Bipartisan COVID-19 and Omnibus Spending Bill Enrolled, Sent to Trump: Pelosi

Bipartisan COVID-19 and Omnibus Spending Bill Enrolled, Sent to Trump: Pelosi
(Left) Speaker of the House Nancy Pelosi (D-Calif.) talks to reporters in Washington, on Oct. 1, 2020. (Chip Somodevilla/Getty Images); (Right) House Minority Leader Kevin McCarthy (R-Calif.) speaks at the weekly news conference on Capitol Hill in Washington, on Dec. 3, 2020. (Tasos Katopodis/Getty Images)
Janita Kan

House Speaker Nancy Pelosi said on Thursday that a $2.3 trillion spending package has now been sent to President Donald Trump for signature. The announcement comes after efforts to increase the $600 stimulus checks in the deal to $2,000 apparently failed earlier in the day.

“The bipartisan COVID relief & omnibus bill has been enrolled. The House & Senate are now sending this important legislation #ForThePeople to the White House for the President’s signature,” Pelosi said in a Twitter post. “We urge him to sign this bill into law to give immediate relief to hard-working families!”

The funding measure was agreed on by the House and the Senate on Sunday following months of stalled negotiations and posturing. The more than 5,500-page bill passed both houses of Congress to the dismay of some lawmakers—from both sides of the aisle—who said they did not have sufficient time to read the mammoth bill.

The package includes a $1.4 trillion omnibus bill that will fund defense spending and domestic programs and $900 billion in COVID-19 pandemic relief. The bill was heavily criticized by President Donald Trump and others for “wasteful items” and “unnecessary” spending such as sending hundreds of millions of dollars overseas for foreign aid and funding domestic programs for entities that are “not even open for business.”

Trump, in a video message on Tuesday, threatened to veto the bill unless more money is given to the American people as stimulus checks.

Efforts to increase the direct payments from $600 per person to $2,000 failed to gain support from both sides of the aisle. A unanimous consent filed by House Democrats to increase the payments was blocked by Republicans, while a counter unanimous consent to revisit foreign spending filed by House Republicans was rejected by Democrats.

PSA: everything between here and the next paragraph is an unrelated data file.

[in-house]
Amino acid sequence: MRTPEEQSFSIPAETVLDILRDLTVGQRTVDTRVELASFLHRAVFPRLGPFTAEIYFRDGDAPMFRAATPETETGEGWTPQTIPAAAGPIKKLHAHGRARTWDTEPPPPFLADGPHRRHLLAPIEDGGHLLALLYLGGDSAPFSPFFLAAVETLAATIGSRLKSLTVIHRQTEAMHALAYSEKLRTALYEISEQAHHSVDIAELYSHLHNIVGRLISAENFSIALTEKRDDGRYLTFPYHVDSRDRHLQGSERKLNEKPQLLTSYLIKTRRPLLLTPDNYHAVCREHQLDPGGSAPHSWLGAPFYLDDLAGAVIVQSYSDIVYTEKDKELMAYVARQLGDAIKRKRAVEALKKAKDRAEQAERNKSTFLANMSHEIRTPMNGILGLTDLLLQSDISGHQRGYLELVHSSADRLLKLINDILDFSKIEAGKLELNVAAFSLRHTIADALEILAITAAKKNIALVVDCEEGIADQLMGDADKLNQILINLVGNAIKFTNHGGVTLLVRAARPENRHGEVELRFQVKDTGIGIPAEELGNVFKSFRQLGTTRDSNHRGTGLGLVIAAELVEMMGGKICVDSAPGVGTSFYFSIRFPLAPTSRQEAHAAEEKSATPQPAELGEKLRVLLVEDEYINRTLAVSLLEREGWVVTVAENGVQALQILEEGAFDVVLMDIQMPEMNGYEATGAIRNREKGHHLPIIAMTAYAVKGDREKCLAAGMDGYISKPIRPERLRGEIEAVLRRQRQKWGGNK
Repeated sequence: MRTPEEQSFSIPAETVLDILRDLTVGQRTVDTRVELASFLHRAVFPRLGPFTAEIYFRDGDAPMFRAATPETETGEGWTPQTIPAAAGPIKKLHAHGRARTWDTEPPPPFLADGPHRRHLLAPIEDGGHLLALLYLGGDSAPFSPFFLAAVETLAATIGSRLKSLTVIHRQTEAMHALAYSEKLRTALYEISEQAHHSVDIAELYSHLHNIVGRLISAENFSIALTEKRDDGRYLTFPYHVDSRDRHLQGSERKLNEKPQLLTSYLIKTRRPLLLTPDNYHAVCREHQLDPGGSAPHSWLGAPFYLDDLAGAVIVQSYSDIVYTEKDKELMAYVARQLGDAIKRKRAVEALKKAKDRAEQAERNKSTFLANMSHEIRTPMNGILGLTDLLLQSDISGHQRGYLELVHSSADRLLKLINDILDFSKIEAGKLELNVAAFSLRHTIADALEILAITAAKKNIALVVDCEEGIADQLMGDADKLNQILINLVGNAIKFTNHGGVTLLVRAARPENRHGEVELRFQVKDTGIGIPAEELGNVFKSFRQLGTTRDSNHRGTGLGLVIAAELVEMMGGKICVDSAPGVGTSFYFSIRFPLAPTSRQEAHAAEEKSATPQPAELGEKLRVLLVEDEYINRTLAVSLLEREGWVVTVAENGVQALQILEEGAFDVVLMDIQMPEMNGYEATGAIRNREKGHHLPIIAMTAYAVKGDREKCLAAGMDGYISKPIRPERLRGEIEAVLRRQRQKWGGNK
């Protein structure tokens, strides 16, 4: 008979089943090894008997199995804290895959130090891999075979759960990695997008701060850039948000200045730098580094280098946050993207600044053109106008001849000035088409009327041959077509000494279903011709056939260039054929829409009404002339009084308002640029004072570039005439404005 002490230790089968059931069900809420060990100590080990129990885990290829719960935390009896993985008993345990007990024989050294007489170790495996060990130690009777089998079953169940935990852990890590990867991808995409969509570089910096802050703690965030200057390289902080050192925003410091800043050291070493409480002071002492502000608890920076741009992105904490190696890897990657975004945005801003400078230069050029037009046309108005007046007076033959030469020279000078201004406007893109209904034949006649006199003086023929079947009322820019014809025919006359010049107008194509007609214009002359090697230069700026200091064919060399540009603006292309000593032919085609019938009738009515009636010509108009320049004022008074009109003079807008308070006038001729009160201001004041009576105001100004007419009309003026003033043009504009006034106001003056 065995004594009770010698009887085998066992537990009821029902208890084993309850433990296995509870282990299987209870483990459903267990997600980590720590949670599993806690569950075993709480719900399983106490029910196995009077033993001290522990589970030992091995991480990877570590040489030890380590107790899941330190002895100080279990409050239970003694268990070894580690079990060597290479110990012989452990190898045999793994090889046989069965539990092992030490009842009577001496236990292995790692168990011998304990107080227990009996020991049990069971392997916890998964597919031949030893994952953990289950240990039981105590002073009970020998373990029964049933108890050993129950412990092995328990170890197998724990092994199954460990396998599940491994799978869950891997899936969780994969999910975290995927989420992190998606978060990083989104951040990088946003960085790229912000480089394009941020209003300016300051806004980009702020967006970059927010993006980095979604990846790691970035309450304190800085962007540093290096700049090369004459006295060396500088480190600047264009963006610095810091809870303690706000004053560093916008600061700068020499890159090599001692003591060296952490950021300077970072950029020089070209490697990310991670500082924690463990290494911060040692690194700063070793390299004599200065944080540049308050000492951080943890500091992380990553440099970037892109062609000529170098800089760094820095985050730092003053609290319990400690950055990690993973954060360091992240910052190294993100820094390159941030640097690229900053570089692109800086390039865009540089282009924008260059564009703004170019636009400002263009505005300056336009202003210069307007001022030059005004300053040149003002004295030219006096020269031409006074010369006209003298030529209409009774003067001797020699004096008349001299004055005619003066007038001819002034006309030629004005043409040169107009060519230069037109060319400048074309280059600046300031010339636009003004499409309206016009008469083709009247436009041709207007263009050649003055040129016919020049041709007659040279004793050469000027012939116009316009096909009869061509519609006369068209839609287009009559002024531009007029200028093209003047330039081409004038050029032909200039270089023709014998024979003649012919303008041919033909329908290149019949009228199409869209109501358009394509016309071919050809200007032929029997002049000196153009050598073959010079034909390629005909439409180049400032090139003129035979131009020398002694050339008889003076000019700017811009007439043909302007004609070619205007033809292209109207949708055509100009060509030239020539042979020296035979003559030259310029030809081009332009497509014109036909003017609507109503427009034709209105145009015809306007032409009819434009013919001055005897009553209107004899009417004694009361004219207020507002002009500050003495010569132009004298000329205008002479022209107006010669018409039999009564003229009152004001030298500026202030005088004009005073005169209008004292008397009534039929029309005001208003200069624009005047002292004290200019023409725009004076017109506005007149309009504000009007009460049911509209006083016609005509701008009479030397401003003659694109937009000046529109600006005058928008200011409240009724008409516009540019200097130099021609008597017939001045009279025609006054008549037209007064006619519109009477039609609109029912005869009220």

Pelosi vowed earlier on Thursday that she would call House members back into session on Monday to vote on the $2,000 direct payments.
“Monday, I will bring the House back to a session where we will hold a recorded vote on our standalone bill to increase economic impact payments to $2,000,” Pelosi said in a statement. “To vote against this bill is to deny the financial hardship that families face and to deny them the relief they need.”

Foreign Aid

Hundreds of millions of dollars are being sent as forms of aid to foreign countries and other forms of American engagement abroad, according to the omnibus bill. This spending has come under intense scrutiny in recent days.
The bill provides $1.4 billion under the 2018 Asia Reassurance Initiative Act. This law seeks to promote U.S. security interests in the Indo-Pacific region such as providing funds to counter certain destabilizing activities by the Chinese Communist Party and resisting emerging threats like the nuclear and ballistic missile programs of North Korea.

It also provides $500 million to Israel under the Israeli Cooperative Programs framework, which includes such expenditures as $73 million for procurement of Iron Dome defense system components to counter short-range rocket threats and $177 million for Israel’s Short Range Ballistic Missile Defense (SRBMD) program.

Moreover, Trump on Tuesday was concerned that a significant amount was going to other countries instead of struggling Americans.

“This bill contains $85.5 million for assistance to Cambodia, $134 million to Burma, $1.3 billion for Egypt and the Egyptian military, which will go out and buy almost exclusively Russian military equipment, $25 million for democracy and gender programs in Pakistan, $505 million to Belize, Costa Rica, El Salvador, Guatemala, Honduras, Nicaragua, and Panama,” he said.

Tom Ozimek and Masooma Haq contributed to this report.